Outdoor exercise and regular walks should be part of every dog's daily schedule. In the cold winter months, however, this can become a challenge. When it's blowing a gale and snowing outside, possibly with black ice on top of that, and you can't escape the road salt, it's a good idea to adapt your equipment, your walking routes and the general care you give to your dog to the weather.
It depends very much on your dog and the current situation. A study by Tufts University (USA) found that most dogs have no problem with temperatures down to 7°C. At temperatures between 7 and -7°C, whether your dog will feel the cold or not depends on the circumstances. And if the weather turns Arctic and you don't have a Nordic breed at home, you should be a bit more careful than usual. We recommend our herbal mixture Super Power to support their immune system.
Most breeds that have an undercoat don’t get cold easily. It’s different for animals that don’t have an undercoat. In this case, protecting the sensitive parts of their body, such as the abdomen and kidneys, is essential.
Weight is also an important factor when it comes to thermal insulation. In principle, lighter dogs get colder faster than heavier dogs (which of course is not a licence to overfeed them! We are talking about your dog’s healthy ideal weight). Puppies and seniors, on the other hand, will feel the cold quicker. But again, it very much depends on the individual dog.
Possible signs that your dog is getting cold:
If your dog is cold, you should put something on them. This is nothing to do with humanising or coddling your dog. It is simply for the benefit of your pet's health and to prevent colds, bladder infections or, in the worst case, hypothermia.
The coat, jumper, harness vest (or whatever is most appropriate in your situation) should be as water repellent as possible but still breathable. The clothing should not restrict your furry friend's movement while fitting well and covering all the sensitive parts of their body, and should ideally also be easy to put on and take off.
Since it gets dark earlier in the winter months, ensuring that you and your dog are clearly visible to motorists and other pedestrians is advisable. Bright collars and reflective clothing help a lot. If your daily route is not lit, a small torch or headlamp can be a valuable guide.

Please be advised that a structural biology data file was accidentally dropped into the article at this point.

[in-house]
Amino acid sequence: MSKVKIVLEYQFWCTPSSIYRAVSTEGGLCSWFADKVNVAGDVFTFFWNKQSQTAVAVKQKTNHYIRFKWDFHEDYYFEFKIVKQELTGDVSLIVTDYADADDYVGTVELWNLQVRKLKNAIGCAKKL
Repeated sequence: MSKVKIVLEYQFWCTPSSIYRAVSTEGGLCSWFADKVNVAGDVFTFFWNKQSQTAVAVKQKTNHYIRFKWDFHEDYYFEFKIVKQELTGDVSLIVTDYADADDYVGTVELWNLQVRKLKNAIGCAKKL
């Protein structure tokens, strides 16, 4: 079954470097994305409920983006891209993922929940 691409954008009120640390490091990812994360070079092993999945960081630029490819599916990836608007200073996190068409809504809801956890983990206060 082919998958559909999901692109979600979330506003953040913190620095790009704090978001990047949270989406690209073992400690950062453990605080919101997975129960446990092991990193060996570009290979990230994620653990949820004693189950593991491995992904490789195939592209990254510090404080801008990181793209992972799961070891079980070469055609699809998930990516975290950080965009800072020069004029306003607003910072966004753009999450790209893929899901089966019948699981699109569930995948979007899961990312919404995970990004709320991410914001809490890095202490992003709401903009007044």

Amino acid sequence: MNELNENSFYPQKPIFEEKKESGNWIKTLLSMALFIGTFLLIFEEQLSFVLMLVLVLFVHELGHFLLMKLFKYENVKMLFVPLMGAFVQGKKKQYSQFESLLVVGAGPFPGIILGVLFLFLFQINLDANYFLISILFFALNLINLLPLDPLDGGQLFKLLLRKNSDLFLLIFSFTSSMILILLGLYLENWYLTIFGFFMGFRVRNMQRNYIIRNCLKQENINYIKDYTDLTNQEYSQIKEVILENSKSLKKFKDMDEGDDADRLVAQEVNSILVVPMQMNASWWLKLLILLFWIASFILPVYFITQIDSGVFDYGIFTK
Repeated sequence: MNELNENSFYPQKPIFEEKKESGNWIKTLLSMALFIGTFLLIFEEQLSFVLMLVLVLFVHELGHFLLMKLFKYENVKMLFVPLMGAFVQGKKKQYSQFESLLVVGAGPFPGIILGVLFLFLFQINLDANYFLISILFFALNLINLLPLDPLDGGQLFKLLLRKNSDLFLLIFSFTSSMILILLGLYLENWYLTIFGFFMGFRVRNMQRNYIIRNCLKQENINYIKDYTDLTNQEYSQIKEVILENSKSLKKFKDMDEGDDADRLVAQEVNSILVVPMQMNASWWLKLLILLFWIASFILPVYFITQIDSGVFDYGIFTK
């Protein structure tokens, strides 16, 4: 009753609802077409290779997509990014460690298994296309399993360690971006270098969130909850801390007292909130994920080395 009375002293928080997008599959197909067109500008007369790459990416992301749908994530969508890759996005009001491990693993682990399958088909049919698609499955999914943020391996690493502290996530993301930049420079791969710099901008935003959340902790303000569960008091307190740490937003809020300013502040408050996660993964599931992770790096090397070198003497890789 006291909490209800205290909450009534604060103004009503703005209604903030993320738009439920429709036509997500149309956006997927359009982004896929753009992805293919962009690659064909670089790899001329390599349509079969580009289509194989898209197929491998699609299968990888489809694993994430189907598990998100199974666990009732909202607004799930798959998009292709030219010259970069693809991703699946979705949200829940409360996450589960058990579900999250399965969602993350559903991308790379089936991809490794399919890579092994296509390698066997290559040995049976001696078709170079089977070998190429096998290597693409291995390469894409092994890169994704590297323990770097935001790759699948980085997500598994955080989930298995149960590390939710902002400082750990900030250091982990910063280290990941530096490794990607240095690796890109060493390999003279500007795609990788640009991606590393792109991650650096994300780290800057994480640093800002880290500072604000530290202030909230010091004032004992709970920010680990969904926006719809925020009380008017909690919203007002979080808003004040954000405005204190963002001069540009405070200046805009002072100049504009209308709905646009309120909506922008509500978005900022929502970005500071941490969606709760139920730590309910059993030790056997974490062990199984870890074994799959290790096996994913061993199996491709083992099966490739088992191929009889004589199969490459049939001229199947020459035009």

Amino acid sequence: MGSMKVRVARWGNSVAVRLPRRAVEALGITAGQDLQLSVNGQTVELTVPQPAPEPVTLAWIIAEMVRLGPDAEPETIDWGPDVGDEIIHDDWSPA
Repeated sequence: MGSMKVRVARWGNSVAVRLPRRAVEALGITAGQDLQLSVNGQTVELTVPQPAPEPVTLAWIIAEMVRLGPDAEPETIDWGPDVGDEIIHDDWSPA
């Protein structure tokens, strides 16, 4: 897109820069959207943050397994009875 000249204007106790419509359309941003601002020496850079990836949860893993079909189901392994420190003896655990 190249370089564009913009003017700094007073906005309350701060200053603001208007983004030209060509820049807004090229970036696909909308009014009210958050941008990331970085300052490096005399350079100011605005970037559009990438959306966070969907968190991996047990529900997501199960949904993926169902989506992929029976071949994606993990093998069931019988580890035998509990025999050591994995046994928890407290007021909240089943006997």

It's best to keep moving on winter walks. That way neither human nor animal gets cold too quickly. It can also be a good idea to take smaller walks more often instead of one big outing.
Dog paws and the special care they require in winter is a very important topic. Most dogs’ paws are very robust. Cold alone would not be a problem. However, it's a different story when snow, grit and road salt are added to the mix.
With the added strain, paws need a lot of attention and care. The minimum is daily paw checks and cleaning, and a nourishing paw balm, which you can apply before and after walks to help protect the paws. The topic is such a big one that we have dedicated a separate article to it. You can read about how to properly care for your dog's paws in winter here.
Of course, you should look after their coat all year round. In winter, however, brushing your pet regularly is even more beneficial. It stimulates blood circulation and therefore also helps to protect against the cold.
Only bathe your dog when it is absolutely necessary. A wet animal tends to get cold. Dry your furry friend thoroughly at home when it's wet outside. An extra blanket (which you should change after a while) in their basket helps stop your dog from lying in the wet.
Letting your dog eat snow is not advisable for various reasons. Of course, your furry friend might bite into the glittering snow out of joy. That's not usually so bad. It starts to be a concern when an animal doesn’t stop eating snow. This cold meal can lead to diarrhoea, tonsillitis or even gastritis.
Moreover, the white snow is not necessarily “clean”. Apart from the pollutants from exhaust gases that are trapped in precipitation, in urban areas the snow can contain antifreeze and road salt. In the worst case, this can lead to poisoning symptoms. But we don't want to cry wolf. After all, the snow is also a lot of fun. Provide your dog with enough to drink before going out. This can help to limit the amount of snow they eat.